However, baking soda may stain finished woods, so use caution. Additionally, baking soda and vinegar are known for their foaming chemical reactions. Although they do make an effective cleaner, it may be too vigorous for soot stains.

If you keep a box of baking soda in your fridge to limit odors, don’t throw that box away when it’s time to change. Instead, keep it for cleaning. Just remember to mark the box so you don’t mix it up with your cooking baking soda. You can find baking soda at grocery stores and major retailers.

Other Items You May Need to Remove Soot Stains

While the cleaning agent is the most important part of removing soot stains, there are a number of other items that will help the process go smoothly.

Rubber Gloves

Cleaning soot stains is messy and rubber gloves will help keep your hands from getting stained. They will also protect you from smelling like the cleaners as well.

Sponges or Cloths

Soft sponges or microfiber cloths will help you apply the cleaners, as well as wipe them away. You should have both wet and dry sponges or cloths available. Wet items usually clean soot the best, but dry ones are better at wiping soot residue away.


A shop vac with a hose is the best tool for sucking up soot, as it’s designed for high suction and has a large capacity. However, a regular floor vacuum with a hose or wand attachment will work too. If you use a regular vacuum, you should thoroughly clean the wand afterward in warm, soapy water and replace the filter.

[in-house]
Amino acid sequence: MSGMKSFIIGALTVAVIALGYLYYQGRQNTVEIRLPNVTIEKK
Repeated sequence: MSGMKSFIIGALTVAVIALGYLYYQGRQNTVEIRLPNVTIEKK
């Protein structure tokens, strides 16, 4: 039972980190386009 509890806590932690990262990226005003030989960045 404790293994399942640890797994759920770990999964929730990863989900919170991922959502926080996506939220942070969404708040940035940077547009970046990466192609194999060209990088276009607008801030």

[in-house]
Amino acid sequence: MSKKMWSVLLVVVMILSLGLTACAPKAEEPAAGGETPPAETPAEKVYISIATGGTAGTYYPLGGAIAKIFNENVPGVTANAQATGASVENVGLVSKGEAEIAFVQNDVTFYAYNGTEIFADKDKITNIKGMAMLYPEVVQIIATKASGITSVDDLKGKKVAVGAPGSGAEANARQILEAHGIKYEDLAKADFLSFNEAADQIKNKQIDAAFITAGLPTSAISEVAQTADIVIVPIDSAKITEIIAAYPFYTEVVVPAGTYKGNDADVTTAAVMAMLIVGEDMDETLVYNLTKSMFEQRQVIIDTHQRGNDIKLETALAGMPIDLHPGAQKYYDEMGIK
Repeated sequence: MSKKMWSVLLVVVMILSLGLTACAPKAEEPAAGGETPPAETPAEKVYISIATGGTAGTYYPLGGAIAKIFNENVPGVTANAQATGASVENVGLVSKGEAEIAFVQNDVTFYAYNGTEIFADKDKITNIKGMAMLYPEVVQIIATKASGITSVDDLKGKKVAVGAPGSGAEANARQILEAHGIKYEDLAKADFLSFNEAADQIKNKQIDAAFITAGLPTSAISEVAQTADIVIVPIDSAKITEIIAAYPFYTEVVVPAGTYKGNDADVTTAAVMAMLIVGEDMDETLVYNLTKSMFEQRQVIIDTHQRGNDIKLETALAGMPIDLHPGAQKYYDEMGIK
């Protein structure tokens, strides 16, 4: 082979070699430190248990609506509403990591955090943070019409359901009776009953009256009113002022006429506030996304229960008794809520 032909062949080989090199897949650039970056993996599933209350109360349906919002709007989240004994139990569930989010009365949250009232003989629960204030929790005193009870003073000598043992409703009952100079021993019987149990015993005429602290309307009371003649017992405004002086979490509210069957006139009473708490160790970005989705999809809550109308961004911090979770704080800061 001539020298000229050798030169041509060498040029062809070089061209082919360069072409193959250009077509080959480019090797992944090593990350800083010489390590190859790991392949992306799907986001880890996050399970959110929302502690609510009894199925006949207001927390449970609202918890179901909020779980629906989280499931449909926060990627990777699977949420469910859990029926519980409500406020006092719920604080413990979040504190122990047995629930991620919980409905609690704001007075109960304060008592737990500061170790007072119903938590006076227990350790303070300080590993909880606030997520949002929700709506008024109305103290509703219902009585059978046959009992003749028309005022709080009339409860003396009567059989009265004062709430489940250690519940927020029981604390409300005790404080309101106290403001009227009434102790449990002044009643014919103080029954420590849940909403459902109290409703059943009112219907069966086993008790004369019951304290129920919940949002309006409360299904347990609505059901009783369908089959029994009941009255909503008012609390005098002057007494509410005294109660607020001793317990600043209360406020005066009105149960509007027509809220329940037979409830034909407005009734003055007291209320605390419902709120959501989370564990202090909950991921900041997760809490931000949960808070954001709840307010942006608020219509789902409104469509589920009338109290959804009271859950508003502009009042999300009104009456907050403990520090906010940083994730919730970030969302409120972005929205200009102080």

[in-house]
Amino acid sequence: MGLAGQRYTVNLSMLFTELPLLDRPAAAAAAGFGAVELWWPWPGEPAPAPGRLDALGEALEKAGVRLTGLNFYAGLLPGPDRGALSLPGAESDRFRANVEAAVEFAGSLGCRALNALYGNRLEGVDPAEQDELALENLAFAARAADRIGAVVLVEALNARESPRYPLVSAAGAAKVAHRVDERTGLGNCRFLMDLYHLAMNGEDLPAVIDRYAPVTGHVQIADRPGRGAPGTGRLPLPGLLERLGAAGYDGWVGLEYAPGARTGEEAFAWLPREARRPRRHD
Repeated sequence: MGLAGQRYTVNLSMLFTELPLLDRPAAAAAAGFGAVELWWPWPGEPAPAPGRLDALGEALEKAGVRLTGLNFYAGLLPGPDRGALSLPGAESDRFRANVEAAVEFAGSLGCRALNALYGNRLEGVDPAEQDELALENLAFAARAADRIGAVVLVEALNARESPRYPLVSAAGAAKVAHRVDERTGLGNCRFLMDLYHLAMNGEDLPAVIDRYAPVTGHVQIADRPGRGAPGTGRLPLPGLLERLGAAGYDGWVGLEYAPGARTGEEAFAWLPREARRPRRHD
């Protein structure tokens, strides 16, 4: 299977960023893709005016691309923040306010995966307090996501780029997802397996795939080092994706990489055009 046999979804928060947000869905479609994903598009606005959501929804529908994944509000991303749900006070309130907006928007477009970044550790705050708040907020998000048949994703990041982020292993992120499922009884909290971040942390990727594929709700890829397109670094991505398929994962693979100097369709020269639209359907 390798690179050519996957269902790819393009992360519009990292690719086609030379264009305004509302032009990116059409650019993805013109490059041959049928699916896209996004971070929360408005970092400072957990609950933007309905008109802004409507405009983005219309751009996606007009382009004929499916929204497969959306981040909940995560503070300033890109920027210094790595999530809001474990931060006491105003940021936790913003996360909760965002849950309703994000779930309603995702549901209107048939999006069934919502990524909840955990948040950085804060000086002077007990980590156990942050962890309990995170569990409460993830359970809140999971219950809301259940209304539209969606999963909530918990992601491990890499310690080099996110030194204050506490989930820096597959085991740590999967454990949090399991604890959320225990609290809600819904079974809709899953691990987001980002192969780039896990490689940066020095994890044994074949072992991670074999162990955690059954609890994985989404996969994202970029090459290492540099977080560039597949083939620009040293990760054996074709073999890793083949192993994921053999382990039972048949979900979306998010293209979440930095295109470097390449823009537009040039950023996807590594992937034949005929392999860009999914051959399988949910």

A bucket is helpful at holding the cleaning agent. If you don’t have a bucket, a small pail, garbage can, or even a glass or plastic container will work just as well.

Drop Cloth

A drop cloth can help protect surfaces from damage while removing soot stains. While a heavy duty canvas or cloth will work, a plastic drop cloth offers better protection against drips and spills.

How to Remove Soot Stains from Wood and Painted Surfaces

Before you begin removing any soot stains, you should remove items from the area to prevent additional damage. You will also want to determine whether the soot stain is powdery or oily, as it will help you choose the right cleaner for the situation.

1. Vacuum Up Soot Residue